The young writers of Amazing Amy’s Writing Club have certainly been busy over the last two meetings of our group. Sometimes our imaginations (and by extension our pens and pencils) run away with us, and an idea grabs hold that we just have to stick with. And so we do.
For instance, during last week’s meeting we discussed the importance of point-of-view and the perspective of the narrator when telling a story. We also learned a little bit about the distinction between a first-person narrative and one told in third-person. This brought us to a discussion of looking at the other side of the story–that is looking at a familiar tale from the point-of-view of one who is not the hero or heroine. Or in other words, what would the bad guy’s version of the story be? Probably something quite different from that of our hero’s. So, we took on the challenge of getting into the minds of such well-known villains as Captain Hook, Gollum, and the ubiquitous wicked step-mother to tell their versions of the story. A task that spilled over into this week’s meeting as well.
When we met yesterday evening we took some time to revisit our vindicated villains before moving on to our next writing approach. This time we learned the original purpose of fairy tales. We learned that often such tales were originally used to give children caution and to teach them such lessons as filial obedience. For example, in the original tale of Little Red Riding Hood, Red disobeys the advice of her mother and instead of outsmarting the wolf or being saved by a woodsman as in later versions, she is gobbled up for good and that is (shockingly) the end. We also discussed that, similarly, fables also offer morals or lessons to their readers. We took some time to read a few selections from Arnold Lobel’s Fables for some inspiration in writing our own cautionary tales.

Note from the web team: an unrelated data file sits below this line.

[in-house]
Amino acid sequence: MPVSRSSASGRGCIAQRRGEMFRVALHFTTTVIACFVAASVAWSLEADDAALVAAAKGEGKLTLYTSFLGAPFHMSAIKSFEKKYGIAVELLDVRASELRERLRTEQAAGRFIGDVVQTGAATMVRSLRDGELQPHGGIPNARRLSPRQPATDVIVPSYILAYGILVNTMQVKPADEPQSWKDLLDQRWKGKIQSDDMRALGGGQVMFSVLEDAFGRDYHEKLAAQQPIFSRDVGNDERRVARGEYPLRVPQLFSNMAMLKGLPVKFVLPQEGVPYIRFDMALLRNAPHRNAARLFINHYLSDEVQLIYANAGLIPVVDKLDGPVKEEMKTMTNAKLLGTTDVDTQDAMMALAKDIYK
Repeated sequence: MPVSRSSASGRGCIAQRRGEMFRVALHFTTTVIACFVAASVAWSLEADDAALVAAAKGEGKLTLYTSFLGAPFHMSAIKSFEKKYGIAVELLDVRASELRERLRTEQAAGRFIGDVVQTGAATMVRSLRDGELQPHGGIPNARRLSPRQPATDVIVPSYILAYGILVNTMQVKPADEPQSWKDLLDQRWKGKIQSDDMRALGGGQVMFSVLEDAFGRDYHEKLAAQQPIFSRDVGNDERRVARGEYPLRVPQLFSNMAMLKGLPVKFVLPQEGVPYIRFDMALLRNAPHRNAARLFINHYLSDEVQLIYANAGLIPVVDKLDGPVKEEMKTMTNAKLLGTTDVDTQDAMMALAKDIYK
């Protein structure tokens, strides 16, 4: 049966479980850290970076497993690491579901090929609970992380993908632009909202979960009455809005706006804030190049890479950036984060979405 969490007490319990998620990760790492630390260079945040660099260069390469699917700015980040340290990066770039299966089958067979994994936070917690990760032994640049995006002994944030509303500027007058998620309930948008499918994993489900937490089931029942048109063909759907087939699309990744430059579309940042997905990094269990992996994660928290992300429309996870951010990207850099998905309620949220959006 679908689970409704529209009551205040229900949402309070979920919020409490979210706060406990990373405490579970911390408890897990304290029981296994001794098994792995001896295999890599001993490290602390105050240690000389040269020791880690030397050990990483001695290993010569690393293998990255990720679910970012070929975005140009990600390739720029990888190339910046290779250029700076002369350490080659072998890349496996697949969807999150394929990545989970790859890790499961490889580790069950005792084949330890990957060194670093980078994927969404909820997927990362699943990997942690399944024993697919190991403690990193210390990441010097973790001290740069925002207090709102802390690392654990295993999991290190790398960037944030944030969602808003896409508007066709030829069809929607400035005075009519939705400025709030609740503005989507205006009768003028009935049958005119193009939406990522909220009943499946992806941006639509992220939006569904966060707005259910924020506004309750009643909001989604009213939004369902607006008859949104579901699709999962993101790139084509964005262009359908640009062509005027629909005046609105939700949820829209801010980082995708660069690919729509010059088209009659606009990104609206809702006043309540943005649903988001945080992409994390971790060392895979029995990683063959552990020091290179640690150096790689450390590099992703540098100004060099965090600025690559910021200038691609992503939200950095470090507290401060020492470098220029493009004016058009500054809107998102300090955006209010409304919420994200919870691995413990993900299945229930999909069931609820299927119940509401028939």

To help further our creativity, some of us elected to try out our cautionary tales using a MadLibs format–the result of which gave us some amusing cautionary tales indeed. When it was time to share our efforts, we heard stories about lilac fairies, mermaids, and girls transformed into cheetahs all of which ending with very worthy lessons like being yourself and respecting others to name a few. You can check out our stories by clicking here.
Next week, at our February 13th meeting we will be trying our hands at writing spectacularly epic stories. However, as our writing topics grow a little bit more complex, we will also have time to revisit some of our past writings that we would like to elongate or revise. If you haven’t joined us before, next Wednesday would be the perfect time to start, as we will be reviewing all of our work before moving forward to new topics. As always, I hope to see you there!